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How to ease engorgement Breastfeeding

How to ease engorgement

First comes baby, then comes mama's milk.

Whether you intend to breastfeed or not, your milk will come in three to five days after birth, and your leading ladies will likely experience some serious discomfort. If you’re feeling swollen, wet and miserably full, try these simple at-home remedies to bring relief to your aching tatas (and take heart knowing engorgement typically subsides within 12 to 48 hours).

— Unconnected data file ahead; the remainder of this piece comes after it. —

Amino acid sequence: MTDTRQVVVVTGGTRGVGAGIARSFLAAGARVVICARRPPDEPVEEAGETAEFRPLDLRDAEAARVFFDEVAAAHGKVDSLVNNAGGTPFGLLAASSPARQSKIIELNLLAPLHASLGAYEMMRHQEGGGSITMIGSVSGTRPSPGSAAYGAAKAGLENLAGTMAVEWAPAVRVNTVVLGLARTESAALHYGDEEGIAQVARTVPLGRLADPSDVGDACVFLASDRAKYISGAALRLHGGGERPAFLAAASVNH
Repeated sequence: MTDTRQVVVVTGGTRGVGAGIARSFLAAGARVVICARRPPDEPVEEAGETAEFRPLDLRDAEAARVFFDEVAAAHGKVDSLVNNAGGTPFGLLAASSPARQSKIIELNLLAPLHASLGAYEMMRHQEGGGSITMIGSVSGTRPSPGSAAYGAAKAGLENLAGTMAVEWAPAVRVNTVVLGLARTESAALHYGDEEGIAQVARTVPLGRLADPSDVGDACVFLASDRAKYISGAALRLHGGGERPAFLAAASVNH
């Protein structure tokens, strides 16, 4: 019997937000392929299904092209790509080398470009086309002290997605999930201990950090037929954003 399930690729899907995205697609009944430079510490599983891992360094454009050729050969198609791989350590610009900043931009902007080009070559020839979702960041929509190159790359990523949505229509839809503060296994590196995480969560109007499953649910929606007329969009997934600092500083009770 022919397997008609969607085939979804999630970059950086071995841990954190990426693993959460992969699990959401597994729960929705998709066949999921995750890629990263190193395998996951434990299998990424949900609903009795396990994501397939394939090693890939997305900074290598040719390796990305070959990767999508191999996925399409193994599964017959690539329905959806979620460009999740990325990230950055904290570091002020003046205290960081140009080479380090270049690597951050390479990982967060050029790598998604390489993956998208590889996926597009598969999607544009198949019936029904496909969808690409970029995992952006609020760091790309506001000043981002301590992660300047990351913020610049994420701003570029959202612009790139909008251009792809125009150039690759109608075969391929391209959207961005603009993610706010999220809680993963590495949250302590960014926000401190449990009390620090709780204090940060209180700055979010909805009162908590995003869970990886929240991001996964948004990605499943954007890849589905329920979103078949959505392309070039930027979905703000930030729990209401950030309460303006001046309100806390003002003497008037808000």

Hot and cold
Ever used Icy Hot for sore muscles? Apply the same concept by alternating warm and cool compresses on your chest. Use a heated wrap or water bottle or take a shower before feedings to help get your milk flowing. (Just be weary of applying heat for too long, which can increase swelling.) Afterward, place a cold pack on your breasts for 10 to 15 minutes.

On demand
Nursing often—at least 8 to 12 times in a 24-hour period—will help keep your milk supply at bay. Try to feed on your wee one’s cues, and avoid skipping feedings. If needed, you can also pump between sessions to empty your breasts.

Food is medicine
Many women have relied on cabbage leaves to reduce inflammation and assist with an over- abundance of breast milk. After grabbing washed leaves from the refrigerator, place them on your breasts, taking care to leave your nipples exposed, and remove after 20 minutes. (Prolonged use can permanently decrease your milk supply.)